Getty, naratrip boonyoung

Second-Largest Wildfire in Texas History Shuts Down Nuclear Weapons Facility

The fires span over 500,000 acres.

Dry grass, high winds, and unseasonably warm temperatures created a perfect storm this week for wildfires hurtling across Texas that briefly shut down operations at a nuclear weapons facility, prompted home evacuations, and knocked out power to thousands of people in the Lone Star State.

The Pantex plant, which is the main site in the United States for both assembling and disassembling nuclear weapons, paused operations and evacuated non-essential staff Tuesday night as fires crept close enough to warrant concern. By Wednesday, operations had returned to normal. All weapons and special materials remained safe and unaffected, according to a statement from Pantex. Laef Pendergraft, a spokesperson for National Nuclear Security Administration's Production Office at Pantex, said the decision to evacuate was made out of an abundance of caution, the AP reported.

Sixty counties in the Texas panhandle fell under a disaster declaration issued by Gov. Greg Abbott in response to the state's second-largest wildfire ever, which ignited Monday and spread quickly. By the next day, evacuations had begun. It is unknown at this time how many homes and other structures have been damaged. In addition to shutting down the nuclear plant Tuesday, the fire—which was named the Smokehouse Creek Fire—has burned more than 500,000 acres, according to the Texas A&M Forest Service. There was no word yet on what sparked the blaze.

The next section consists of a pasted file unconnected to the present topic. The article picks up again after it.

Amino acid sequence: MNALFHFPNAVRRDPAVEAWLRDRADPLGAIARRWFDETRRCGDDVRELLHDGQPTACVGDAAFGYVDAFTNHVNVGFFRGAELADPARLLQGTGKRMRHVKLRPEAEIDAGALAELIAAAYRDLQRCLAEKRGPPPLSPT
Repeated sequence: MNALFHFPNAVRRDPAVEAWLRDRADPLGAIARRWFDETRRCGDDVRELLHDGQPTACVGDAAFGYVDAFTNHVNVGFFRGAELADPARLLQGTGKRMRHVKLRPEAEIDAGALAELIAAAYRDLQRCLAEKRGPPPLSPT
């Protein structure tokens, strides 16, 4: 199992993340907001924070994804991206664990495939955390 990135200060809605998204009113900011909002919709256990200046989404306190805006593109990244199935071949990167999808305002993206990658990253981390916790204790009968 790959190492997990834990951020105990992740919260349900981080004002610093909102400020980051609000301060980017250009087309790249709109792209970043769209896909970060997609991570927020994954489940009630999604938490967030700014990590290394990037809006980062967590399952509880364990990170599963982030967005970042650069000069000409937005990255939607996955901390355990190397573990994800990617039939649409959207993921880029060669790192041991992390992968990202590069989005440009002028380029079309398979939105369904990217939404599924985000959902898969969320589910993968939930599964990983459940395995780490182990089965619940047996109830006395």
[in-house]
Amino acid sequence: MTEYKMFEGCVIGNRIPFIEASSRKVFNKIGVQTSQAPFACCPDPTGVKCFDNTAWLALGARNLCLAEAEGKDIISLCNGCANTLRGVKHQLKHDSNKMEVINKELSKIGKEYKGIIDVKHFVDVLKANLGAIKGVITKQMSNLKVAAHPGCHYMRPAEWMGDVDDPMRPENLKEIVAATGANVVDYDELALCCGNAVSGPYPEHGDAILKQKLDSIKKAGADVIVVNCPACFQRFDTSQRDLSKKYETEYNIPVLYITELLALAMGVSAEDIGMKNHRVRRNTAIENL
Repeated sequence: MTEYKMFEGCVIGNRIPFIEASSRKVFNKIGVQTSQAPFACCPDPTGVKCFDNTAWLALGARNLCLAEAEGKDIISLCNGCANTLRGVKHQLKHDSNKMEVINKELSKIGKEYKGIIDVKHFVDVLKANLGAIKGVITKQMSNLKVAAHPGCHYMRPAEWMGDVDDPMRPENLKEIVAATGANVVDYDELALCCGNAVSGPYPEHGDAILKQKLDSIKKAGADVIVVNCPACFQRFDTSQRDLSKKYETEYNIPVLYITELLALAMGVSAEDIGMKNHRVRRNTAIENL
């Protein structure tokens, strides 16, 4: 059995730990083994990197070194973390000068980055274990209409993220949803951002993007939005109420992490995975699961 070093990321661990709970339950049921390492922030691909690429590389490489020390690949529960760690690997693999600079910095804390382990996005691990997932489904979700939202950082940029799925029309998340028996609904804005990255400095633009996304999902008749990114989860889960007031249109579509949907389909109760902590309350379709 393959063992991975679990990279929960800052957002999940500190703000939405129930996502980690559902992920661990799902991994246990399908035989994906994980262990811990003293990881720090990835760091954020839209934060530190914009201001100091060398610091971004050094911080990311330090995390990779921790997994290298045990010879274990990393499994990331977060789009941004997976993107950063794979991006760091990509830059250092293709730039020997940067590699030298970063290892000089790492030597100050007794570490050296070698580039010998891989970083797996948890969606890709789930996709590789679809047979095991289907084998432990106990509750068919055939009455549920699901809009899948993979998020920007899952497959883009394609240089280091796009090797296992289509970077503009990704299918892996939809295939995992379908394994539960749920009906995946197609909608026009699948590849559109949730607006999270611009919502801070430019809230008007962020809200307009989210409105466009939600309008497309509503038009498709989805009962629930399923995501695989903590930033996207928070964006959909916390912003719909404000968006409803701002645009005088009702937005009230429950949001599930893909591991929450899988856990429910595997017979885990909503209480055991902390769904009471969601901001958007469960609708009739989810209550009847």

AP Photo via Flower Mound Fire Department

The Smokehouse Creek fire has wreaked havoc on residents in Texas even beyond the evacuation zone. As it crept toward Amarillo, its smoke triggered warnings from local weather officials for people who suffer from respiratory illnesses.

On top of that, the fire has not been contained to Texas. It crossed into northwestern Oklahoma, where it prompted more evacuations, namely in a hospital and nursing home located in Shattuck.

Low humidity, high winds, and dry grass across several other nearby states have prompted the National Weather Service to issue red flag warnings and fire danger alerts across the middle corridor of the country.

READ MORE: Handling Pets in a Wildfire: Preparation and Early Evacuation Are Key